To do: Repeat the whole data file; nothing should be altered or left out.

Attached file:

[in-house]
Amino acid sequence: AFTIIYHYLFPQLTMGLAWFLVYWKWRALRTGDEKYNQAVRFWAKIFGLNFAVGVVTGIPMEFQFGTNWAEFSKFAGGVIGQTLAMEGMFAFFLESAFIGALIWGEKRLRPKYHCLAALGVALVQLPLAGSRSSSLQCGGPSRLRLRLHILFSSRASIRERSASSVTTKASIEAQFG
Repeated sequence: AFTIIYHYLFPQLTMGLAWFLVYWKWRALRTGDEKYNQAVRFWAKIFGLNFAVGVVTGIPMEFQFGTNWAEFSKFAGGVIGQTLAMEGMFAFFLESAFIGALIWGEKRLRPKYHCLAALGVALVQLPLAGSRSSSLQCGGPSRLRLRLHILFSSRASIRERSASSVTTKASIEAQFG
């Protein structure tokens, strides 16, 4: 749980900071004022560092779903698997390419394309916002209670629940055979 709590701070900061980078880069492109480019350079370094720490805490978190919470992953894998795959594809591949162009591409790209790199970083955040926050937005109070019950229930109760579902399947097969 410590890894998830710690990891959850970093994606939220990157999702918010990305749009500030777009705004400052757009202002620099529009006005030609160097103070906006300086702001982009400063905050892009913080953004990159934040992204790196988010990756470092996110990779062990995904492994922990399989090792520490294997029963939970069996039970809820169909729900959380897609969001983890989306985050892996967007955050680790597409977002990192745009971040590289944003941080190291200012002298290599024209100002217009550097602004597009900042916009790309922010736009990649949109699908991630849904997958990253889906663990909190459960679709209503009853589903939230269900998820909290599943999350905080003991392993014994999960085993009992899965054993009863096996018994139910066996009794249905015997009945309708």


[in-house]
Amino acid sequence: AFTIIYHYLFPQLTMGLAWFLVYWKWRALRTGDEKYNQAVRFWAKIFGLNFAVGVVTGIPMEFQFGTNWAEFSKFAGGVIGQTLAMEGMFAFFLESAFIGALIWGEKRLRPKYHCLAALGVALVQLPLAGSRSSSLQCGGPSRLRLRLHILFSSRASIRERSASSVTTKASIEAQFG
Repeated sequence: AFTIIYHYLFPQLTMGLAWFLVYWKWRALRTGDEKYNQAVRFWAKIFGLNFAVGVVTGIPMEFQFGTNWAEFSKFAGGVIGQTLAMEGMFAFFLESAFIGALIWGEKRLRPKYHCLAALGVALVQLPLAGSRSSSLQCGGPSRLRLRLHILFSSRASIRERSASSVTTKASIEAQFG
């Protein structure tokens, strides 16, 4: 749980900071004022560092779903698997390419394309916002209670629940055979 709590701070900061980078880069492109480019350079370094720490805490978190919470992953894998795959594809591949162009591409790209790199970083955040926050937005109070019950229930109760579902399947097969 410590890894998830710690990891959850970093994606939220990157999702918010990305749009500030777009705004400052757009202002620099529009006005030609160097103070906006300086702001982009400063905050892009913080953004990159934040992204790196988010990756470092996110990779062990995904492994922990399989090792520490294997029963939970069996039970809820169909729900959380897609969001983890989306985050892996967007955050680790597409977002990192745009971040590289944003941080190291200012002298290599024209100002217009550097602004597009900042916009790309922010736009990649949109699908991630849904997958990253889906663990909190459960679709209503009853589903939230269900998820909290599943999350905080003991392993014994999960085993009992899965054993009863096996018994139910066996009794249905015997009945309708």